machdaddy

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I'm glad Ford finally provided an update with this important feature that I feel should be part of the new norm for vehicles. Going to a dealership to do a service advisory software upgrade for the infotainment system on my 2016 Honda Civic took 2 hours. That's archaic.
 

timbop

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I'm glad Ford finally provided an update with this important feature that I feel should be part of the new norm for vehicles. Going to a dealership to do a service advisory software upgrade for the infotainment system on my 2016 Honda Civic took 2 hours. That's archaic.
Just to play devil's advocate, having OTA opens up a giant security hole that dealer installed or "thumbdrive" updates do not.
 

machdaddy

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Just to play devil's advocate, having OTA opens up a giant security hole that dealer installed or "thumbdrive" updates do not.
True but mitigate-able by way of md5/md6/sha cryptographic hashing validated through a ford update server comparing the official release hash check against the downloaded firmware residing in the car. This can be secondarily checked against an update table, or other validation techniques like flags baked into the firmware that Ford expects to see.
 

pbojanoski

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True but mitigate-able by way of md5/md6/sha cryptographic hashing validated through a ford update server comparing the official release hash check against the downloaded firmware residing in the car. This can be secondarily checked against an update table, or other validation techniques like flags baked into the firmware that Ford expects to see.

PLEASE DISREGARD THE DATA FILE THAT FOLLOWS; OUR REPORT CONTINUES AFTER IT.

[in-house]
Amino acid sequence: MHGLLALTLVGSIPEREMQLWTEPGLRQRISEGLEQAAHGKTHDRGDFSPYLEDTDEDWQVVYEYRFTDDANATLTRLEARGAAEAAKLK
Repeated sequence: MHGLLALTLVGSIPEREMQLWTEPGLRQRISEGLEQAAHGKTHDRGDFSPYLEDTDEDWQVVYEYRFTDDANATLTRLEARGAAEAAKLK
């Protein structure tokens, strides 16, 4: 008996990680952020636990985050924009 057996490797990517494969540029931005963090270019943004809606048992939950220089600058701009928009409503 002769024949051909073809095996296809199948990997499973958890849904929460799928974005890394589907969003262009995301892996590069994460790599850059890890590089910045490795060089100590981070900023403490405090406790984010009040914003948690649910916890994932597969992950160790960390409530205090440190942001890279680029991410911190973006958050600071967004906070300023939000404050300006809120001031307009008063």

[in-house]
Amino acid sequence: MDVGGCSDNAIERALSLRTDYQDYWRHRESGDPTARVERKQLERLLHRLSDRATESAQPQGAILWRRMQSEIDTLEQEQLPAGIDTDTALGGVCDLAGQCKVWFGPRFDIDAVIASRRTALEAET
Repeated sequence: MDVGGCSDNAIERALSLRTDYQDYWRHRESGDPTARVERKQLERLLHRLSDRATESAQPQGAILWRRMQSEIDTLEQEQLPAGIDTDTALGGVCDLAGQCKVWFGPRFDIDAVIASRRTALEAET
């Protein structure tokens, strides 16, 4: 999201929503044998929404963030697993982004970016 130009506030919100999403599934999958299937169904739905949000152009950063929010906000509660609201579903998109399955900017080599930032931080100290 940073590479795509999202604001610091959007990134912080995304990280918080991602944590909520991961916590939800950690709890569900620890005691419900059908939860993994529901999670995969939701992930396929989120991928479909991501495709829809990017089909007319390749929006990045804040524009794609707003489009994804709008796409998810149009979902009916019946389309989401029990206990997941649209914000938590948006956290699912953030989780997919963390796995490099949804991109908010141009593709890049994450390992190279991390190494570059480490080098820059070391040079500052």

I'm sure Ford will keep it secure, just like I assume Tesla does. Obviously, there is never anything that can be deemed 100% secure. At that point, you have to ask yourself the likelihood of mass infiltration or why someone would go out of their way to single out you. I assume the chances of either of those happening is extremely small, but it's not zero, unfortunately.
 

Mach Dad

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Two things I take from this announcement.

The whole 2 min to download is just silly. Sure if the update is small it could take 2 mins. If its bigger it could take more time. I dont see anyone buying the car because of the 2 min claim.

The idea of OTA is great and I know Ford is really pushing this as a feature of the Mach E. In reality this could and should become standard for all their vehicles. Let's hope they embrace it product wide going forward. The only issue for ICE is you might need to have it running to have the appropriate systems available.
 

hybrid2bev

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Two things I take from this announcement.

The whole 2 min to download is just silly. Sure if the update is small it could take 2 mins. If its bigger it could take more time. I dont see anyone buying the car because of the 2 min claim.
It’s two minutes to install the update not download.

“Updates can be activated in under two minutes”
 

timbop

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True but mitigate-able by way of md5/md6/sha cryptographic hashing validated through a ford update server comparing the official release hash check against the downloaded firmware residing in the car. This can be secondarily checked against an update table, or other validation techniques like flags baked into the firmware that Ford expects to see.
All of which just make it harder to hack, and not impossible. Particularly if quantum computing continues to develop.
 

timbop

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Two things I take from this announcement.

The whole 2 min to download is just silly. Sure if the update is small it could take 2 mins. If its bigger it could take more time. I dont see anyone buying the car because of the 2 min claim.

The idea of OTA is great and I know Ford is really pushing this as a feature of the Mach E. In reality this could and should become standard for all their vehicles. Let's hope they embrace it product wide going forward. The only issue for ICE is you might need to have it running to have the appropriate systems available.